There’s a stark difference in their reactions, when faced with disciplinary measures, between banks and the accountancy firms that audit them. Typically, when the former get caught with their pants down they’re quick with the crocodile tears, rapidly issuing apologies together with promises to be good boys in future after the hammer has fallen.
They generally do their best to assume the position and settle quickly, paying up even though their private views on their treatment will often differ markedly from their public pronouncements.
Not so auditors. Yesterday Deloitte and its former partner Maghsoud Einollahi lost their appeal against charges by regulators that they failed to manage conflicts of interest in relation to advice given to MG Rover and to the disgraced businessmen, known as the Phoenix Four, who spent five years getting rich while the company spiralled towards oblivion. Incredibly, given that MG Rover breathed its last in 2005, this may still not be the end of the matter as the firm looks at whether there are points on which other appeals can be lodged while furiously attacking the ruling.
“Surprised and disappointed,” poor old Deloitte was moved to opine, warning of potentially dire consequences for the sort of advice its staff will be able to provide to businessmen in future. One might question why we should be at all worried about this if it prevents them from getting bad advice. But, as Deloitte was quick to point out, the quality of the advice it gave to the Phoenix Four and MG Rover was not actually questioned by the regulators. Nor (incredibly) was the audit work carried out on MG by, you’ve guessed it, Deloitte.
There may be very good reasons why the watchdogs chose to take Deloitte on over what look to be rather limited, and rather technical, breaches.
When you are faced with an aggressive opponent armed with the best lawyers money can buy, it’s often advisable to narrow your field, concentrating your fire on areas in which you stand the best chance of winning.
That’s why Al Capone was eventually imprisoned for tax evasion rather than for high crimes and misdemeanours.
The Big Four accountancy firms have the wherewithal and the financial clout to fight their regulator, and they have proved to be more than willing to do so. It’s not in their interests to allow the development of an active and aggressive watchdog to oversee their activities. Tangling disciplinary action in red tape through the use of endless appeals is one way of doing that.
If the Financial Reporting Council, which has taken on the role of watchdog, is really interested in improving the regulation of accountancy firms it will have to have the stomach for more of these battles. It may ultimately need to get down and dirty, and to make adroit use of resources such as (perhaps) the Treasury Select Committee and even the media.
Is it willing to do this? That’s not altogether clear. It’s worth noting that despite the pointed questions raised by the Parliamentary Commission on Banking Standards, it has still not launched formal proceedings against the auditors either of HBOS or of Royal Bank of Scotland. Even if it does, we’ll probably still be waiting for the result in 2020.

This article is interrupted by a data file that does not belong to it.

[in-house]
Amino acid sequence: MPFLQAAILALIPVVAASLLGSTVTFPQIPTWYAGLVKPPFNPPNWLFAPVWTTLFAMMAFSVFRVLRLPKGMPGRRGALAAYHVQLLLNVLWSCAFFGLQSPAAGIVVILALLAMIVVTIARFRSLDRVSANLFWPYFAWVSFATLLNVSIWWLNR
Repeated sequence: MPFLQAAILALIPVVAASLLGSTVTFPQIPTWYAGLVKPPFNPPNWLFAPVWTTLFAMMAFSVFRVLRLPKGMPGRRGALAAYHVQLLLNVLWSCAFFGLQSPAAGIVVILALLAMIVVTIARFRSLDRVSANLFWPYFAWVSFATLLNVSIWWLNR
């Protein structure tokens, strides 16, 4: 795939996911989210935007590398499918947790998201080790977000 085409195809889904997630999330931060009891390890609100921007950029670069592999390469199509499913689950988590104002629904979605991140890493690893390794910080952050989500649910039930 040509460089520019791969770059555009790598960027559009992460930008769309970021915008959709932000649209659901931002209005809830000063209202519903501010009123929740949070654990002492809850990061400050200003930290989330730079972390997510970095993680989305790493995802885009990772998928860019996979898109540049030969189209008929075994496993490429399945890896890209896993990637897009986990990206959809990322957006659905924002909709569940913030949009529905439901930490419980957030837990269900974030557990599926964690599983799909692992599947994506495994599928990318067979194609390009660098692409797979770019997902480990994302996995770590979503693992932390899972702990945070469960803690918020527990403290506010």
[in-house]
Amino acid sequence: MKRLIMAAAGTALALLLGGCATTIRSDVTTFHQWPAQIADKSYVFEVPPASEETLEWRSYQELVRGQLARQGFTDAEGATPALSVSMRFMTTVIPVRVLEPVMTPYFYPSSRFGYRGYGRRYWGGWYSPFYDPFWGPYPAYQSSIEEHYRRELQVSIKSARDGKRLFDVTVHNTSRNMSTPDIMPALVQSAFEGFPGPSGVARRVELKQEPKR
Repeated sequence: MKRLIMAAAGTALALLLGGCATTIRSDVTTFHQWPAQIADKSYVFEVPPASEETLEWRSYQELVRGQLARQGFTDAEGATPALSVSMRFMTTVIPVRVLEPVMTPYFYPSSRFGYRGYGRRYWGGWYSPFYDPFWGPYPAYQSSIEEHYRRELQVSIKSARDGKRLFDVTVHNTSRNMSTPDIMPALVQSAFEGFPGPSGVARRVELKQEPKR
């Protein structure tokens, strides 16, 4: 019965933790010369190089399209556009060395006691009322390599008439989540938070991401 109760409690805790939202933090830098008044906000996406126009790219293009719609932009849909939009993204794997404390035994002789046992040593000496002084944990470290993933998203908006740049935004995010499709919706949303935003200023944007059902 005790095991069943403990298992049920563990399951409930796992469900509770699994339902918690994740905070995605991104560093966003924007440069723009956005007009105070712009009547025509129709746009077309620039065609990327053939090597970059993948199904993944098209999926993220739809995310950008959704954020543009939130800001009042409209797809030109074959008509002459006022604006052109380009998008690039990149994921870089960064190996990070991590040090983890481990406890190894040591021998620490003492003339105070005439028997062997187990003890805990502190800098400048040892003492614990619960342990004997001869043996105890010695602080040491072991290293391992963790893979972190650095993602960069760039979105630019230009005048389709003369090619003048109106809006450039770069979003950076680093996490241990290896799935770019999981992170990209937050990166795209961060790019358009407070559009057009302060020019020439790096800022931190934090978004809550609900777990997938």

A merger threatened by a clash of egos
Omnicom and Publicis reckon they can save their shareholders $500m (£325m) through their $35bn tie-up.
The marriage of the second and third biggest advertising firms is being dressed up as a merger of equals, so, in theory at least, there’s no premium to either set of shareholders. Which means that those savings are a rather important part of the package.
Unfortunately what could be one of the biggest single savings – on the salary package of one of the two existing CEOs – won’t be made. John Wren, Omnicom’s boss, and Maurice Levy, chief executive of Publicis, are slated to be “co-CEOs” if the deal is completed.
Such mega-mergers are a risk at the best of times, particularly when you operate in industries reliant on the fostering of creative talent.
Their rival WPP, and its various affiliates, will be watching closely as the two try to jam their various bits and pieces together. These other firms will be well aware that you can often achieve as much by spiriting people away from rivals as you can by buying those rivals.
There is still a rationale for the merger beyond cost savings. A combination could help this new behemoth bulldoze its way into lots of exciting growth markets – provided that two powerful chief executives with big salaries and big egos can successfully pull off their double act: a set-up which doesn’t have the happiest of histories.
That’s one reason why another powerful CEO with a big ego may not feel all that concerned today. WPP’s Sir Martin Sorrell might just enjoy watching this one from the sidelines.
A high-flying way to promote your brand
Fancy seeing your brand on the fuselage of a plane next to that of Ryanair? Yes, the low-cost airline is planning to sell ad space on its aircraft. They will still bear the Ryanair logo, but other companies will be able to add theirs for a small(ish) fee. An excellent idea, you might think, and why not? After all, what better brand to hitch your wagon to? As Michael O’Leary keeps saying, it’s the world’s favourite airline. Ryanair absolutely loves its passengers, and treats them like gods. Flying with Ryanair is a wonderful experience, and everyone who does it arrives at their destination rested, relaxed and ready for a laughably short journey into the centre of the City they’re planning to visit.
The tickets are cheap, and other charges, such as for luggage, credit card use, replacing lost tickets, are minimal, etc, etc. Why on earth wouldn’t you want to hitch your brand to all that?
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